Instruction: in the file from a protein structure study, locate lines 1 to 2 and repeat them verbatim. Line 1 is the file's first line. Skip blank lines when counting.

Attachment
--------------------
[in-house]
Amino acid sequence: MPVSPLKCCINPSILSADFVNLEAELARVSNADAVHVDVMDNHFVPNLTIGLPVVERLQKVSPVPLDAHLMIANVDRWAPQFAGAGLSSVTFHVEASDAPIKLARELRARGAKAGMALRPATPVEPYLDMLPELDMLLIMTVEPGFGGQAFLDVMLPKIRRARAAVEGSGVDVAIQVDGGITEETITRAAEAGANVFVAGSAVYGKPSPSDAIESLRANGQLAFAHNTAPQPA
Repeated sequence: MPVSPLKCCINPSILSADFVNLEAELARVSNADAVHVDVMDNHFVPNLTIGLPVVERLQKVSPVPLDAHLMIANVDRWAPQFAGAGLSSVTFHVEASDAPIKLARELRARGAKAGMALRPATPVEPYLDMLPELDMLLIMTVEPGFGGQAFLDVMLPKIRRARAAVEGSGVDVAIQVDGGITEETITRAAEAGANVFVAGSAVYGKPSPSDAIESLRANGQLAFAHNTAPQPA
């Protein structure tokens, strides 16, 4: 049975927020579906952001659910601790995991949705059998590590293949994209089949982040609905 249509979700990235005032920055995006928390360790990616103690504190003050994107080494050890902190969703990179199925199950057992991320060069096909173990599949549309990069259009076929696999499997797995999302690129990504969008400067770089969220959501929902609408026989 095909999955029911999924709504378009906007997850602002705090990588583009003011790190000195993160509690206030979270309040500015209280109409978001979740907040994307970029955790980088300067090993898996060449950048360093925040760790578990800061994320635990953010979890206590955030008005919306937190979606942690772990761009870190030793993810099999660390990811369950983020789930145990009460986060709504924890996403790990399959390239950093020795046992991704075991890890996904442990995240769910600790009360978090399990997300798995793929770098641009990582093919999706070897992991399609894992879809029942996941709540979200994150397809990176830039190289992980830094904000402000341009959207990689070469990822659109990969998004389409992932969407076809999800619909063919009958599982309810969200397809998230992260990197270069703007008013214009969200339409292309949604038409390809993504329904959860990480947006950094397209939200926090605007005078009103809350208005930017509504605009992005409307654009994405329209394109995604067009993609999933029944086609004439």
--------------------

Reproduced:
[in-house]
Amino acid sequence: MPVSPLKCCINPSILSADFVNLEAELARVSNADAVHVDVMDNHFVPNLTIGLPVVERLQKVSPVPLDAHLMIANVDRWAPQFAGAGLSSVTFHVEASDAPIKLARELRARGAKAGMALRPATPVEPYLDMLPELDMLLIMTVEPGFGGQAFLDVMLPKIRRARAAVEGSGVDVAIQVDGGITEETITRAAEAGANVFVAGSAVYGKPSPSDAIESLRANGQLAFAHNTAPQPA